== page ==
This basic concept gives you all the flexibility you need to define your API tiers. The important thing is to decide early on what you want to use for your custom methods and metrics. Whenever you make changes to the system names, you need to redeploy the changes as described in the secure your API section.

1.1.2.2. Engage your developers with a developer portal

The developer portal guide contains almost all you need to complete a developer portal. Consider writing your content in Textile or Markdown. Some optional steps you may want to consider:

  • Configure ActiveDocs to bring interactive capabilities to your documentation and make it easier for developers to explore.
  • Add a favicon.
  • Add your Google Analytics tracker code by editing the partial in your CMS called analytics.
  • Configure your signup workflows.
  • Customize your email addresses (doc for SaaS) and the index:https://access.redhat.com/documentation/en-us/red_hat_3scale/2.saas/html-single/developer_portal#customize-email[email template content].

1.1.3. Advanced

1.1.3.1. Secure your API

APIcast self-managed

  • The combination of NGINX and Lua provides unlimited API tranformation options. For some inspiration, check out the 3scale developer blog post on how to augment your API.

Advanced authentication mode: OIDC

  • Secure your APIs using the APIcast integration with OIDC for Red Hat Single Sign-On (RHSSO). Applications in Red Hat 3scale are synchronized with the Identity Provider (IdP), in this case RHSSO. This solution is currently supported end to end and covers the main OAuth 2.0 flows: Authorization code, Resource password owner, Client credentials, and Implicit grant.

Code plugin deployment

  • Almost all 3scale customers find performance to be fine. But if you really want to turbo-charge your API, you can cache authorization calls to 3scale using any caching library you’re comfortable with.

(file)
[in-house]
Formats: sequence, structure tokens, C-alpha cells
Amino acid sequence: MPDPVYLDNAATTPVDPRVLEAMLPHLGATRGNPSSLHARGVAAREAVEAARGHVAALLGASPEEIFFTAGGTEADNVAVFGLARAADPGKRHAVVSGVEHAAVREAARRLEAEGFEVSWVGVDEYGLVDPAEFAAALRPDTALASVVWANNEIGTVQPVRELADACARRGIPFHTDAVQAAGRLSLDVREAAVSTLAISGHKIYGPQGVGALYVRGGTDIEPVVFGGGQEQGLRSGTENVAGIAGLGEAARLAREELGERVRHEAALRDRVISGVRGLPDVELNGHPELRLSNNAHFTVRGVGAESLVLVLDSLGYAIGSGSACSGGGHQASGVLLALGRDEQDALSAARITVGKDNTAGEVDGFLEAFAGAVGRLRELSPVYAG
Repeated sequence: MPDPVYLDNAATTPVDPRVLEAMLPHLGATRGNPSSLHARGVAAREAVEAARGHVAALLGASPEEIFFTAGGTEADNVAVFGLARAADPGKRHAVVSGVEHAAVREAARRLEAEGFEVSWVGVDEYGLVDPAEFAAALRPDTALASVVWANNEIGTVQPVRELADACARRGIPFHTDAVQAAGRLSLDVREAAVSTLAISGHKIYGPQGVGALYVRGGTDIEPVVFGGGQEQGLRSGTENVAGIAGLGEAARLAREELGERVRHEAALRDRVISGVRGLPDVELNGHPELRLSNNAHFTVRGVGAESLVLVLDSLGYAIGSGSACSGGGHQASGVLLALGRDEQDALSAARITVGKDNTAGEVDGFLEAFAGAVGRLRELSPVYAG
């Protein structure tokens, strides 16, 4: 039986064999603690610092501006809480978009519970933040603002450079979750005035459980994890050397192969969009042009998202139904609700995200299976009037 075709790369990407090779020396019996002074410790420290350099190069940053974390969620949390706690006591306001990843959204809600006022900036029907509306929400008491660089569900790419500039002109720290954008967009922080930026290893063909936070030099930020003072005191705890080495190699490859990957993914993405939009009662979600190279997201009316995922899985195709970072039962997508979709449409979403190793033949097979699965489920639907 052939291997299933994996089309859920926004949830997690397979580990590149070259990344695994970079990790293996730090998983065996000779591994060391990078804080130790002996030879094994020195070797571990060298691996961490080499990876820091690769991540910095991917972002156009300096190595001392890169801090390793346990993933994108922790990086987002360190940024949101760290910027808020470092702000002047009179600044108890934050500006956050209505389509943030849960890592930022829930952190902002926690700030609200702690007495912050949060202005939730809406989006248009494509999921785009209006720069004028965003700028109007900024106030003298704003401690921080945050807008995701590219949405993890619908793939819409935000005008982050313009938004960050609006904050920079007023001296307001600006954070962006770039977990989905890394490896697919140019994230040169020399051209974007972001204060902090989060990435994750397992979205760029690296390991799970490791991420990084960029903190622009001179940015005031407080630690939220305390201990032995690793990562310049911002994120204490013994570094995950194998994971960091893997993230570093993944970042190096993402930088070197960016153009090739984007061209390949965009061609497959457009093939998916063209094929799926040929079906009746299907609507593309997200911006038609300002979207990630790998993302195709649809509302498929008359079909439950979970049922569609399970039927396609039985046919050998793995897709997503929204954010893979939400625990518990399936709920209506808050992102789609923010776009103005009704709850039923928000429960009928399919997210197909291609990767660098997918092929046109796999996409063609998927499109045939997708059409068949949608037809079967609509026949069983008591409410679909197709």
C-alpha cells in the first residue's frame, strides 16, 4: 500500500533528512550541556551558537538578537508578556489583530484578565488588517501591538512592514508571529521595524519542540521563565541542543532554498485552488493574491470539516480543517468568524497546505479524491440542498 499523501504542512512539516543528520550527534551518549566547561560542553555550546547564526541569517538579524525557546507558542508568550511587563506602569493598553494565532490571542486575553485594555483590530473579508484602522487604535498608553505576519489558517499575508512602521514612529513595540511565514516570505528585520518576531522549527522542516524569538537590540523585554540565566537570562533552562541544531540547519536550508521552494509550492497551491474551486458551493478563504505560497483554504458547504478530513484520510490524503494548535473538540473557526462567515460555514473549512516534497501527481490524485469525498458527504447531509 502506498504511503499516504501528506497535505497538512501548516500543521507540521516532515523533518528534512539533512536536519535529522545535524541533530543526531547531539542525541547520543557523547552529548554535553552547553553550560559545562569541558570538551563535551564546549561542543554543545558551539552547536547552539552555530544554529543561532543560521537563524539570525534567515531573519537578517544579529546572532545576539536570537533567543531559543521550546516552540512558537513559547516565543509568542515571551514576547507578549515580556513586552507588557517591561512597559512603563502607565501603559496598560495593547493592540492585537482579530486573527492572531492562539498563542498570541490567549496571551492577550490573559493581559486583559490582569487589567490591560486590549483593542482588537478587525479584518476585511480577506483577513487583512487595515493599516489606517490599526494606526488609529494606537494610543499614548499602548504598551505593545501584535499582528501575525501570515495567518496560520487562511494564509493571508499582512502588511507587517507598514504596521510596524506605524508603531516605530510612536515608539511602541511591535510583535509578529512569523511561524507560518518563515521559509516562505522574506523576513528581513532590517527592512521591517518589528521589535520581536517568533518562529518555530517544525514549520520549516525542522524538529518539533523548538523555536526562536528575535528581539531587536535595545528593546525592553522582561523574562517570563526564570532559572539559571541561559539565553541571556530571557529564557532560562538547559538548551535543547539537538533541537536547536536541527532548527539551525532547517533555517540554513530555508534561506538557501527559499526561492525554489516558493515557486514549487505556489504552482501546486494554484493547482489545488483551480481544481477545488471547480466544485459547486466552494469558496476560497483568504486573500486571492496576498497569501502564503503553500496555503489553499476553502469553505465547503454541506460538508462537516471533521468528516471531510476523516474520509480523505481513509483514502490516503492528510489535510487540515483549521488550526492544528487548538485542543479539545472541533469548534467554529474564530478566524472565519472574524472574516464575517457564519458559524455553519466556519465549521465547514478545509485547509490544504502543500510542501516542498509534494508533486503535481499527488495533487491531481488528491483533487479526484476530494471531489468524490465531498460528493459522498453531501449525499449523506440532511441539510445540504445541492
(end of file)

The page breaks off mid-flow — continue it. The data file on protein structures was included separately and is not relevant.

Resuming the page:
1.1.3.2. Configure your API access policies with application plans

In the previous step, you ensured that only authenticated calls are allowed through to your API. Now you will apply policies to differentiate rate limits.

In 3scale terms, applications define the credentials to access your API. An application is always associated with one application plan, which determines the access policies. Applications are stored within developer accounts – in the basic 3scale plans only a single application is allowed, but in the higher plans multiple applications per account are allowed.

Alerts may be configured to send notifications out by email or to the web consoles. Go to your API configuration page APIs > [Service] Then go to settings and select alerts. There, you can configure the alerts you desire as a percentage of your rate limit levels.

3scale gives you the flexibility to decide whether to make rate limits soft (even calls above the limits are allowed through) or hard (calls are rejected before hitting your app). With the code plugin, you consciously need to decide which type to implement. On the other hand, APIcast defines hard limits by default. These can be customized in the Lua file to avoid rejecting over-limit calls.

1.1.3.3. Engage your developers with a developer portal

Two advanced areas to explore for the developer portal (after you’ve completed the basic path):

  • Liquid markup provides tags and drops that provide direct access to system objects and allow you to introduce dynamic rendering of developer portal pages.
  • All 3scale system pages can be customized. This is a topic for very advanced users because the HTML is rather complex. Ultimately, you can customize virtually any page of your developer portal. Usually the default pages will be perfectly fine with some CSS changes.

1.1.4. Go live

The final checklist before the public launch of your API – remember to request the custom domain and email as soon as possible since they have a long lead time:

  1. Set up a custom domain* (SaaS documentation)
  2. Set up a custom outbound email address* (SaaS documentation) (*)
  3. Remove the developer portal access code, which can be found in Settings > Developer portal > Domains * Access.

(*) These steps are optional.

Beyond this point, some extras that you may want to consider:

  • Add pricing to generate revenue directly from your API (only available for SaaS accounts).
  • Use insight from your API analytics (under analytics in your Admin Portal) to refine your application plans.